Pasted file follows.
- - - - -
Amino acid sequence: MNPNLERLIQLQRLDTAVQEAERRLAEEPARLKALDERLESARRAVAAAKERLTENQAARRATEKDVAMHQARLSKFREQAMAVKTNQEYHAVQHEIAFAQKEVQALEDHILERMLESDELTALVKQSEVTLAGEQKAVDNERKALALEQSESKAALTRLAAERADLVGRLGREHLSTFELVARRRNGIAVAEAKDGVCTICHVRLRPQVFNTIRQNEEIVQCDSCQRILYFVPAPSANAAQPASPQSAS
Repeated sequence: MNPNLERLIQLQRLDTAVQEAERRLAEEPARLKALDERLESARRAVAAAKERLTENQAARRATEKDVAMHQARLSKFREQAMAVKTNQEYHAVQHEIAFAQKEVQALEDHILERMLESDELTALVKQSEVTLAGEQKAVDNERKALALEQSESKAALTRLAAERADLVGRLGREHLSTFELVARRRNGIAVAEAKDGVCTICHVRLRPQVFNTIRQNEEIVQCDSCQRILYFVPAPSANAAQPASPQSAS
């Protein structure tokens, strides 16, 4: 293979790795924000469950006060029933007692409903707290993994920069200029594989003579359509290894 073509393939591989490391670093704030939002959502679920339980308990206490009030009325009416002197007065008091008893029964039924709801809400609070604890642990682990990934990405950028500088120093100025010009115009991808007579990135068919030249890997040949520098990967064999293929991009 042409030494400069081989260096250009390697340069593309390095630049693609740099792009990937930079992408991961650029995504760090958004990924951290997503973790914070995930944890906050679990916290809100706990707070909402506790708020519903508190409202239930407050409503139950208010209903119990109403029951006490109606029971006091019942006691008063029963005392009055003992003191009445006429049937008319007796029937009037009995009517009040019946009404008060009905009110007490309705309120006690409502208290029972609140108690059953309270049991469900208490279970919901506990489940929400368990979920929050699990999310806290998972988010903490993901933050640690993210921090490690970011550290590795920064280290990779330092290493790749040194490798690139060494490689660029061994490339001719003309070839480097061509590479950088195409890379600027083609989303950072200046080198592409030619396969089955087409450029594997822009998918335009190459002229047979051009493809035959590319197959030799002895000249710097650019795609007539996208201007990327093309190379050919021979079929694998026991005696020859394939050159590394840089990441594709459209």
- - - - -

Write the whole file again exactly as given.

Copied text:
Amino acid sequence: MNPNLERLIQLQRLDTAVQEAERRLAEEPARLKALDERLESARRAVAAAKERLTENQAARRATEKDVAMHQARLSKFREQAMAVKTNQEYHAVQHEIAFAQKEVQALEDHILERMLESDELTALVKQSEVTLAGEQKAVDNERKALALEQSESKAALTRLAAERADLVGRLGREHLSTFELVARRRNGIAVAEAKDGVCTICHVRLRPQVFNTIRQNEEIVQCDSCQRILYFVPAPSANAAQPASPQSAS
Repeated sequence: MNPNLERLIQLQRLDTAVQEAERRLAEEPARLKALDERLESARRAVAAAKERLTENQAARRATEKDVAMHQARLSKFREQAMAVKTNQEYHAVQHEIAFAQKEVQALEDHILERMLESDELTALVKQSEVTLAGEQKAVDNERKALALEQSESKAALTRLAAERADLVGRLGREHLSTFELVARRRNGIAVAEAKDGVCTICHVRLRPQVFNTIRQNEEIVQCDSCQRILYFVPAPSANAAQPASPQSAS
């Protein structure tokens, strides 16, 4: 293979790795924000469950006060029933007692409903707290993994920069200029594989003579359509290894 073509393939591989490391670093704030939002959502679920339980308990206490009030009325009416002197007065008091008893029964039924709801809400609070604890642990682990990934990405950028500088120093100025010009115009991808007579990135068919030249890997040949520098990967064999293929991009 042409030494400069081989260096250009390697340069593309390095630049693609740099792009990937930079992408991961650029995504760090958004990924951290997503973790914070995930944890906050679990916290809100706990707070909402506790708020519903508190409202239930407050409503139950208010209903119990109403029951006490109606029971006091019942006691008063029963005392009055003992003191009445006429049937008319007796029937009037009995009517009040019946009404008060009905009110007490309705309120006690409502208290029972609140108690059953309270049991469900208490279970919901506990489940929400368990979920929050699990999310806290998972988010903490993901933050640690993210921090490690970011550290590795920064280290990779330092290493790749040194490798690139060494490689660029061994490339001719003309070839480097061509590479950088195409890379600027083609989303950072200046080198592409030619396969089955087409450029594997822009998918335009190459002229047979051009493809035959590319197959030799002895000249710097650019795609007539996208201007990327093309190379050919021979079929694998026991005696020859394939050159590394840089990441594709459209």